Canada Association of Tourism Employees

Shifting Your Face-To-Face Coaching On-line

How to successfully relocate your personal training online

Are you in a situation where you need to quickly convert your existing classroom training materials to the virtual classroom or to an asynchronous or eLearning platform? And by quick I mean – this conversion should have been yesterday.

If so, you are not alone. Almost all organizations are facing this challenge in one way or another as the global COVID-19 pandemic has caused us to change existing training materials.

Global pandemic or not, we must be ready to act on the short term to adapt our training materials to changing environments. Maybe you have travel bans, a global workforce, or a lack of presenter resources. I’ve seen all of this at some point during my Talent Development (TD) journey, so the ability to train employees virtually or through eLearning is an invaluable must-have resource.

Where do we start?

Our heads spin as we try to brainstorm how the magical, immersive eight hour classroom experience we’re used to could potentially fit into an abbreviated eLearning module while maintaining effectiveness and engagement. The first thing we have to realize and accept is that the training will be different. We shouldn’t expect it to be the same experience. But can we achieve the same learning outcomes through a different modality? Necessarily. The key is to make sure we are successfully setting up our learners to meet the learning objectives. We need to focus on the structure and organize the course specifically for the new environment.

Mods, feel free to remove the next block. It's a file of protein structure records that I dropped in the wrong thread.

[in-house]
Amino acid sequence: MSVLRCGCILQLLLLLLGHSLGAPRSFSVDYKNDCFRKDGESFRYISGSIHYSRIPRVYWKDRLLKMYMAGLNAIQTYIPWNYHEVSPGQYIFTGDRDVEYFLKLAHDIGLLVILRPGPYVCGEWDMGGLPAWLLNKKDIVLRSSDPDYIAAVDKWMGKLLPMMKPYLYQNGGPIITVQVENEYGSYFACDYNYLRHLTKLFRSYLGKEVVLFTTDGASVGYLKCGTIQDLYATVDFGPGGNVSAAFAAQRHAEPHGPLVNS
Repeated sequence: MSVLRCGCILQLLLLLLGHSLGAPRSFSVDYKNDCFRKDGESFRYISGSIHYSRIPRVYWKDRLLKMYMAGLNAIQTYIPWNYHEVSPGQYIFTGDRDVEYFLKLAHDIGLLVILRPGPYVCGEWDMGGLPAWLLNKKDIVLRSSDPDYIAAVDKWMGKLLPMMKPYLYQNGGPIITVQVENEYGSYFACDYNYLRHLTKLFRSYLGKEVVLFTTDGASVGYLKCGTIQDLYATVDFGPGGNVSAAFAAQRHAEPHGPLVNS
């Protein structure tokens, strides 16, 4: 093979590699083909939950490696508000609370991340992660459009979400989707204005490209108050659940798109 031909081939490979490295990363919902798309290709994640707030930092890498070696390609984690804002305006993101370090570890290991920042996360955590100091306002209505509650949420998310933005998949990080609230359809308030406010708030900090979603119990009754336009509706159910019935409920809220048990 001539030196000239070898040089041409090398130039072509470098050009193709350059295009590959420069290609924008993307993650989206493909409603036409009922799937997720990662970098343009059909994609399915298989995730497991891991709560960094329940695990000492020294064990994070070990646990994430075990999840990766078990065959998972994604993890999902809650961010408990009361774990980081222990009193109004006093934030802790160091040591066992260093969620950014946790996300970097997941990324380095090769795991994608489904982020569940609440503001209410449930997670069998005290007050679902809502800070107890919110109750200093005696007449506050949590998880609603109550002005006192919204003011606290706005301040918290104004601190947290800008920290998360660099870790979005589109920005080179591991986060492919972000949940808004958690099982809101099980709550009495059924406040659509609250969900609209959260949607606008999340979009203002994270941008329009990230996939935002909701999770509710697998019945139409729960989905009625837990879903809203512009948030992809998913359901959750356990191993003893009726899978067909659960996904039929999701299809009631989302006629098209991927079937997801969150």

My experience

In a previous role, I led new employee training for the department, which meant running employee onboarding events every two weeks. I was a person. I had to figure out how to either reproduce to accommodate all the courses I needed, or come up with a new strategy. I remember my manager suggesting a solution – that I record my in-person or virtual training sessions and [1] then provide the admission link when we have a new employee.

What?! I was appalled by the suggestion. “You mean you want new employees to listen to a recording?” My training sessions were all about interaction, discussion and relationship building. I knew that recording would not allow the learner to apply what they had learned, nor would it provide personalized feedback.